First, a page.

The History and Evolution of Arcade Games

If you were born after 2000, you may not ever have been to a video arcade with the mere fact that they’re not really around as much as they used to be! Though this will not come as a shock to those of us who are older and grew up with arcades in every town, the technology of the world has made them obsolete. New trends come and go, while some things stick around for longer and might even be beloved for long enough to retain a following for the rest of time.

Modern developers don't even consider the idea of a classic arcade version of their games, but this wasn't always the case. Back in the seventies and eighties (the heyday of arcade games), arcades were the preferred method of enjoyable time-wasting and entertainment for youngsters. Since there may still be a few readers who aren't entirely sure what we’re talking about when we refer to an arcade, let’s take a look at what arcades were all about and how they’ve evolved since the '70s.

What Is An Arcade?

An arcade (or video arcade, depending on where you live) is a hall or large room packed from floor to ceiling with coin-operated game machines of varying shapes and sizes. The room is always full of a cacophony of sounds from all of the different game noises sounding in one enclosed space. There's usually more than one neon sign, probably some dodgy carpeting that definitely has chewing gum stuck in it, and definitely a place to get delicious, salty, or sweet snacks. Classic arcades got their start in the seventies, but the concept of a coin-operated game started back in the thirties with the beloved pinball machine. Arcade games had taken hold by the early '70s but the '80s were when arcades became the place to be.


By the late '70s, people could see that arcades were shaping up to be the best place to meet your friends or to take your brood when you needed a few hours of me time and a quiet house. Pong was one of the earliest arcade games while games like Asteroids and Space Invaders really caught the attention of the young crowd. Racing games also caused something of a revolution in the arcades when developers started improving the controls they built into games.

The late '70s and early '80s saw an enormous boom in the amount of traffic arcades were getting. The video game technology of the time also started undergoing massive improvements around the late seventies, so options were plentiful. Younger and younger players were able to join in the fun with games like Pacman and Donkey Kong. During this time, arcade games started appearing in places like Chuck E Cheese and Showbiz Pizza as extra entertainment.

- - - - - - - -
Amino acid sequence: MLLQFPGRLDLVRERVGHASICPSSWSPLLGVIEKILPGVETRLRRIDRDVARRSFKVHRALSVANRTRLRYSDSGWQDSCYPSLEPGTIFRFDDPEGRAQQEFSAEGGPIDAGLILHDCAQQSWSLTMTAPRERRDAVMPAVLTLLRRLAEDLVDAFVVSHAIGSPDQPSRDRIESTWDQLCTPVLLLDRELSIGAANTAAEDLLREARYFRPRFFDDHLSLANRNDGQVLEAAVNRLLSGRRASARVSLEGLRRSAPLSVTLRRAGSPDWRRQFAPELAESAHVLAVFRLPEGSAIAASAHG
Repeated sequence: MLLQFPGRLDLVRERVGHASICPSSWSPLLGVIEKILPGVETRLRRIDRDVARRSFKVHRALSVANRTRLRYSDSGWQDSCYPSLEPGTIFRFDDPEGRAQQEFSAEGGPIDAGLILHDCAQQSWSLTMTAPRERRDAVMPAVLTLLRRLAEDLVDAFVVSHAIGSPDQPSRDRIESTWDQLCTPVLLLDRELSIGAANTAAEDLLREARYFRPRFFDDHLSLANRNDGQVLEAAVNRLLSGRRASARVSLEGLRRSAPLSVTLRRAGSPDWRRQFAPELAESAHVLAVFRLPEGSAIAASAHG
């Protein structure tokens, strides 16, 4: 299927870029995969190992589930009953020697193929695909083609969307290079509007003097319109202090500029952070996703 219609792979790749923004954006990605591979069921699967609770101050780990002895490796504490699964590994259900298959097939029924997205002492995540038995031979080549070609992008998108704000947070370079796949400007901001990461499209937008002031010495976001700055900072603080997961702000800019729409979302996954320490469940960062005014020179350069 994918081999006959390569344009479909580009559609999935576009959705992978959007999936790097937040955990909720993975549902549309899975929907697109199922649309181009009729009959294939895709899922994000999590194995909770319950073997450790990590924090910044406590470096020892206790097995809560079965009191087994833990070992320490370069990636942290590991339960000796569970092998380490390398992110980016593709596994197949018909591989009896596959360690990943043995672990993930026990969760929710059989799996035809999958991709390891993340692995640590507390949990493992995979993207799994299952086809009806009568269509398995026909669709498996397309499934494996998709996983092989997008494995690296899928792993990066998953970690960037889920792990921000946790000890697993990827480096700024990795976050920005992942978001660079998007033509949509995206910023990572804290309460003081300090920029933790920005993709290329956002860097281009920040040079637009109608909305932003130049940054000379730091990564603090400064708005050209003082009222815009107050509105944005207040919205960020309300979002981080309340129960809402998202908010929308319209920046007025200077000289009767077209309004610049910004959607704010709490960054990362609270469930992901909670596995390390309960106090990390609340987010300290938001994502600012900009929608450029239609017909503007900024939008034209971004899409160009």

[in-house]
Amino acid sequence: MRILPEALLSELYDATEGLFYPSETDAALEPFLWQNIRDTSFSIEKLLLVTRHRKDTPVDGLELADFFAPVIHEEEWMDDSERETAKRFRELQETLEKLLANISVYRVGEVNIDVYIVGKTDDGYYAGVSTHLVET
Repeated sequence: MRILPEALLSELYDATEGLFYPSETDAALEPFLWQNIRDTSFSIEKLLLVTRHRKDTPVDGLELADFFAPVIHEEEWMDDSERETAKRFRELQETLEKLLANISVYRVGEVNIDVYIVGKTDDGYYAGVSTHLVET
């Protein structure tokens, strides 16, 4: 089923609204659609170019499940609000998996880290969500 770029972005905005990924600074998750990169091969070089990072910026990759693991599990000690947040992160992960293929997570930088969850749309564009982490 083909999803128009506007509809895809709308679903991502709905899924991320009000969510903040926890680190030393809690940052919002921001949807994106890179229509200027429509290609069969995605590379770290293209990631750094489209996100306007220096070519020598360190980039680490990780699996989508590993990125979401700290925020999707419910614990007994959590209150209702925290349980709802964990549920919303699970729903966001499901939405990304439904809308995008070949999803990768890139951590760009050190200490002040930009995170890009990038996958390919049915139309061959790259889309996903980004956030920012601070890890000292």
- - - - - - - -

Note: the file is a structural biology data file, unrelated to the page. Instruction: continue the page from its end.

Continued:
The '80s brought with it a revolution in computer technology and in turn, made an impact in the arcade game industry. The technology in existing favorites got an overhaul and an array of new types of games flooded into arcades to the delight of dedicated fans everywhere. Motion control games and racers played on life-sized bikes became a fixture in all arcades. The other side of the coin was that, with better game technology being more readily available for home use, the arcades that once buzzed with life every night of the week and overflowed with fun-seekers were a lot quieter than before.

The '90s saw an injection of new life into the arcade industry and a massive move of classic arcade games over to a home gaming format. Fighter games like Street Fighter, Mortal Kombat, and Killer Instinct were all the rage and were all anyone wanted to play. Graphics and sound effects had come on in leaps and bounds. After the first wave of excitement about this new style of game started to wear off, the popularity of arcades continued to decline. Since the quality of home gaming is now so incredible, the people that populate arcades are now chiefly on the far younger end. Arcades are the site of birthday parties, school holiday entertainment, and sometimes even a great spot for a retro date.

Wrap Up

Arcade games now exist as a computer game style more than a physical, coin-operated game in an arcade. The trends in these games followed the same flow as those in physical games. Now that the quality of home gaming is so high, we older millennials are reaching for pixelated arcade-style games once more as a reminder of what it felt like to play them back in the eighties and nineties. Arcade games take us back to a different time and remind us what it felt like to be younger and so excited to play a game that you just couldn't sit still.

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